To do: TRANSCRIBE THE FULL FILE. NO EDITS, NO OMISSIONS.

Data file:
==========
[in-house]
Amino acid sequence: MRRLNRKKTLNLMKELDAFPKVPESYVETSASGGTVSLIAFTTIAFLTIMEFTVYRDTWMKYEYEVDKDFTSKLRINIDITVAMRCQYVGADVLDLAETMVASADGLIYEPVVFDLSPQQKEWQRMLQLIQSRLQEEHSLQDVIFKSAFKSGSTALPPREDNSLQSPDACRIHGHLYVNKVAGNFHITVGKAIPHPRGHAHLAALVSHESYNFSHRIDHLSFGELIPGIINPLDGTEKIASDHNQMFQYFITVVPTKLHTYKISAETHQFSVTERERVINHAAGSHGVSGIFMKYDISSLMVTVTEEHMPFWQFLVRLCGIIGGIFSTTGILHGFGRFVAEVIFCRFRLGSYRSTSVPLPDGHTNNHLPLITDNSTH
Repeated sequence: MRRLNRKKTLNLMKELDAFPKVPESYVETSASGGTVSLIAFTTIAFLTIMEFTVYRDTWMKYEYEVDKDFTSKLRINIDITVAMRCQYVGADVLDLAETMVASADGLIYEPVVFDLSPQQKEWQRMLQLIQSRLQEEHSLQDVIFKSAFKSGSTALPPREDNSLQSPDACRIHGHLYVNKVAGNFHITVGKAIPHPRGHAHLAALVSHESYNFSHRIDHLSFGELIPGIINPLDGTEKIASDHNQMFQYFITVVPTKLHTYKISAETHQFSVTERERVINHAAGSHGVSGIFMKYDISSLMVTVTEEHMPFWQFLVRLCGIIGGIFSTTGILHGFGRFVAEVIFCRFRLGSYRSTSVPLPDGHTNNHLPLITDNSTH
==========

[in-house]
Amino acid sequence: MRRLNRKKTLNLMKELDAFPKVPESYVETSASGGTVSLIAFTTIAFLTIMEFTVYRDTWMKYEYEVDKDFTSKLRINIDITVAMRCQYVGADVLDLAETMVASADGLIYEPVVFDLSPQQKEWQRMLQLIQSRLQEEHSLQDVIFKSAFKSGSTALPPREDNSLQSPDACRIHGHLYVNKVAGNFHITVGKAIPHPRGHAHLAALVSHESYNFSHRIDHLSFGELIPGIINPLDGTEKIASDHNQMFQYFITVVPTKLHTYKISAETHQFSVTERERVINHAAGSHGVSGIFMKYDISSLMVTVTEEHMPFWQFLVRLCGIIGGIFSTTGILHGFGRFVAEVIFCRFRLGSYRSTSVPLPDGHTNNHLPLITDNSTH
Repeated sequence: MRRLNRKKTLNLMKELDAFPKVPESYVETSASGGTVSLIAFTTIAFLTIMEFTVYRDTWMKYEYEVDKDFTSKLRINIDITVAMRCQYVGADVLDLAETMVASADGLIYEPVVFDLSPQQKEWQRMLQLIQSRLQEEHSLQDVIFKSAFKSGSTALPPREDNSLQSPDACRIHGHLYVNKVAGNFHITVGKAIPHPRGHAHLAALVSHESYNFSHRIDHLSFGELIPGIINPLDGTEKIASDHNQMFQYFITVVPTKLHTYKISAETHQFSVTERERVINHAAGSHGVSGIFMKYDISSLMVTVTEEHMPFWQFLVRLCGIIGGIFSTTGILHGFGRFVAEVIFCRFRLGSYRSTSVPLPDGHTNNHLPLITDNSTH